Sun 19 Feb 2006
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Today, I attended a service at the Unitarian Universalist Church of Cumberland Valley at 10:30. The subject of the service was “What is the value of one vote?” and was concerned with women’s suffrage. I did not know what to expect from Unitarian Universalism, but at first glance, the service appeared very similar to a Protestant service, with a similar structure, and even some similar songs in the hymnal. Among the congregation there seems to be a very strong bond. The church bears much resemblance to a Calvinist-style church, such as the churches of the United Methodist religion. There is a certain simplicity to the church, but the atmosphere is light and it is unlike the austere and spartan feel of many Protestant churches, and the atmosphere seems to carry much less gravity than that of a Catholic church and Mass.
As for the service itself, it is evident how much thought, planning, and research goes into the event. The Offertory, Prelude, Postlude, and the songs all serve to support and convey the central idea of the service. The sermon, although lacking what may traditionally be expected of a sermon, still allows for religious reflection to what ever degree the worshipper may wish. There is an open-mindedness that reminds me of the discussion groups promoted by many Christian churches. There was a great sense of unity and civic concern in the service, from the sermon to the energy with which the choir sang. In such an environment, even a civil war song and the American love song “Senandoah,” felt spiritual.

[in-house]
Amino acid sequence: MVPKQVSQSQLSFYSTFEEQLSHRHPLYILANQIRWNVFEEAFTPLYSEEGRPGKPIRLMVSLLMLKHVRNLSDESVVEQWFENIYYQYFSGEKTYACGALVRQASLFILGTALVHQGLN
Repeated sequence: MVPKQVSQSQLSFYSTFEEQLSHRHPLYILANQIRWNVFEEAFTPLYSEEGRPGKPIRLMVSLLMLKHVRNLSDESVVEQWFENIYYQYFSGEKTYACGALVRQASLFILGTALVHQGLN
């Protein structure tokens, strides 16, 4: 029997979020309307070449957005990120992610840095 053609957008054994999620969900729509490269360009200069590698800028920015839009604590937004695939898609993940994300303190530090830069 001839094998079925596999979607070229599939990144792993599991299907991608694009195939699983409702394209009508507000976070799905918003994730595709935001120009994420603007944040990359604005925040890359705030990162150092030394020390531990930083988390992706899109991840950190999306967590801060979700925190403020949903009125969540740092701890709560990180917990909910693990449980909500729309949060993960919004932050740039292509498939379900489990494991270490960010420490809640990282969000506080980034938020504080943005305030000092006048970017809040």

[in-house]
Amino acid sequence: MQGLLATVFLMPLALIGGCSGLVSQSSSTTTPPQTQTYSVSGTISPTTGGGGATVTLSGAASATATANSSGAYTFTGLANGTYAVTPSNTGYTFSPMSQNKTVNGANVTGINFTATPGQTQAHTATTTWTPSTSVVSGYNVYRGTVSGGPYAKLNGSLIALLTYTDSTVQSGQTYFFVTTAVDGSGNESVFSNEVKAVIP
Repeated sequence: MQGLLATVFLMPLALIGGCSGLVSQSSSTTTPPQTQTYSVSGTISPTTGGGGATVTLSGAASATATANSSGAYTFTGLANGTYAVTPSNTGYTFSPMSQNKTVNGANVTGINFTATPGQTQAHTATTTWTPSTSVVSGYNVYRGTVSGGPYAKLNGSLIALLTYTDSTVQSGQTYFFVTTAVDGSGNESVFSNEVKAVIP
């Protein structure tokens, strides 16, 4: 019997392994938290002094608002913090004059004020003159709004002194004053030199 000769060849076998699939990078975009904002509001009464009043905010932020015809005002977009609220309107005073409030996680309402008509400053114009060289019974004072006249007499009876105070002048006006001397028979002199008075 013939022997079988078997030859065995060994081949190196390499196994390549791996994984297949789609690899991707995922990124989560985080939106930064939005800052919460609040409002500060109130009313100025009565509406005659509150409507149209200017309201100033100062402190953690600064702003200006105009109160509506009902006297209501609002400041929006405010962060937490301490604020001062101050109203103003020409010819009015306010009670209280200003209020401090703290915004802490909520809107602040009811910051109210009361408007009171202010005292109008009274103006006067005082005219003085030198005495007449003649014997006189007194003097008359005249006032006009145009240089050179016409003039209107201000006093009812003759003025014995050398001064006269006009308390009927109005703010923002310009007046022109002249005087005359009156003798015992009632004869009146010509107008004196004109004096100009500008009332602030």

After the service, during coffee hour, there was a definite sense of community. Even though each person free to follow whatever they believe, there is a sense of community, civic responsibility, and love that binds the congregation together. The members were welcoming and open to talking about the church and the congregation.
As a United Methodist, I found many similarities between the service and a service in my own church. I noticed the same feel of concern for the world around us, that I feel in a United Methodist service. The idea of an entire service based around the history and ideals of women’s suffrage, although somewhat far from the religious overtones of a Methodist service, still seems familiar. Methodist services often have civic and social undertones.